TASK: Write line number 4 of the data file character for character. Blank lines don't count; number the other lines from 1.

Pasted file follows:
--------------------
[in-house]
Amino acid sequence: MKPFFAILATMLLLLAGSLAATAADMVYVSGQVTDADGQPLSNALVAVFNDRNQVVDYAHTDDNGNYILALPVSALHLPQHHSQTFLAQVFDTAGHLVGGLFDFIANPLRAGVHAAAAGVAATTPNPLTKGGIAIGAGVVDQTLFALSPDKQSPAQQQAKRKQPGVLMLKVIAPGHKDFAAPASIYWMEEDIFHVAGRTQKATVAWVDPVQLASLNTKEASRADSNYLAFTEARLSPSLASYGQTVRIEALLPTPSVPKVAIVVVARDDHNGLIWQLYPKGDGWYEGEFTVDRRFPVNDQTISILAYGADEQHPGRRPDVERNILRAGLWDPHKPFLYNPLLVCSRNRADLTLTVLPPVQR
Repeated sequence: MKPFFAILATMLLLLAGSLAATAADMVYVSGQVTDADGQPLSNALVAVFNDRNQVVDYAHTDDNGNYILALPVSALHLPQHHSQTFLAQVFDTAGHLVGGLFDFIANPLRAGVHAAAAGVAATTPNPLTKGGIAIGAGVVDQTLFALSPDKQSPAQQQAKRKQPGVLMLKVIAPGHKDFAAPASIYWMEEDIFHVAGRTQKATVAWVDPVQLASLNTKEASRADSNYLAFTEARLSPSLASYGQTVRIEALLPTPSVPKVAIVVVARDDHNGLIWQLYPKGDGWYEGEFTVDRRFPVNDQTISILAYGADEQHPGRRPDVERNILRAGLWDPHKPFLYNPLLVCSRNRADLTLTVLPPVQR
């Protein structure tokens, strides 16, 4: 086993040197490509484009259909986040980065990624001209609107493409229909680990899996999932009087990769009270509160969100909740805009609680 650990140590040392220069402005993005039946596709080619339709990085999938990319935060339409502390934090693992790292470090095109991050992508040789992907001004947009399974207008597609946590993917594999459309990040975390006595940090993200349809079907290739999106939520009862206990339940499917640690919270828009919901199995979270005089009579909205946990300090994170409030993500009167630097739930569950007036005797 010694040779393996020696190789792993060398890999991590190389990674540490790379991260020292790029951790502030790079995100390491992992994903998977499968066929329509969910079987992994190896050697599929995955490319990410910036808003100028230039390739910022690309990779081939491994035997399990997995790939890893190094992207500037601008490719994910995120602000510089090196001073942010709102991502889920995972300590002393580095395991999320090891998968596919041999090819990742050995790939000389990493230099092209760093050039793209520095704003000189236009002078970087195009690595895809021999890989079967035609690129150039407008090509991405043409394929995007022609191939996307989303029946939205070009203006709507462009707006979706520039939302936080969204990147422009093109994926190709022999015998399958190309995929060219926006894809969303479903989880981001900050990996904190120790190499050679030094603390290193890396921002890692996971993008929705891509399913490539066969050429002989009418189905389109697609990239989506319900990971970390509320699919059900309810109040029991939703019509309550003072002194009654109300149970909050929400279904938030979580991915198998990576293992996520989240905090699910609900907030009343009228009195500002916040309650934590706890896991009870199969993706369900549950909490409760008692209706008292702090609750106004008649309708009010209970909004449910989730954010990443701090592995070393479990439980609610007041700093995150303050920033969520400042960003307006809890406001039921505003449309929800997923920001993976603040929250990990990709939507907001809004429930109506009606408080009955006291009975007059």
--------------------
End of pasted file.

């Protein structure tokens, strides 16, 4: 086993040197490509484009259909986040980065990624001209609107493409229909680990899996999932009087990769009270509160969100909740805009609680 650990140590040392220069402005993005039946596709080619339709990085999938990319935060339409502390934090693992790292470090095109991050992508040789992907001004947009399974207008597609946590993917594999459309990040975390006595940090993200349809079907290739999106939520009862206990339940499917640690919270828009919901199995979270005089009579909205946990300090994170409030993500009167630097739930569950007036005797 010694040779393996020696190789792993060398890999991590190389990674540490790379991260020292790029951790502030790079995100390491992992994903998977499968066929329509969910079987992994190896050697599929995955490319990410910036808003100028230039390739910022690309990779081939491994035997399990997995790939890893190094992207500037601008490719994910995120602000510089090196001073942010709102991502889920995972300590002393580095395991999320090891998968596919041999090819990742050995790939000389990493230099092209760093050039793209520095704003000189236009002078970087195009690595895809021999890989079967035609690129150039407008090509991405043409394929995007022609191939996307989303029946939205070009203006709507462009707006979706520039939302936080969204990147422009093109994926190709022999015998399958190309995929060219926006894809969303479903989880981001900050990996904190120790190499050679030094603390290193890396921002890692996971993008929705891509399913490539066969050429002989009418189905389109697609990239989506319900990971970390509320699919059900309810109040029991939703019509309550003072002194009654109300149970909050929400279904938030979580991915198998990576293992996520989240905090699910609900907030009343009228009195500002916040309650934590706890896991009870199969993706369900549950909490409760008692209706008292702090609750106004008649309708009010209970909004449910989730954010990443701090592995070393479990439980609610007041700093995150303050920033969520400042960003307006809890406001039921505003449309929800997923920001993976603040929250990990990709939507907001809004429930109506009606408080009955006291009975007059």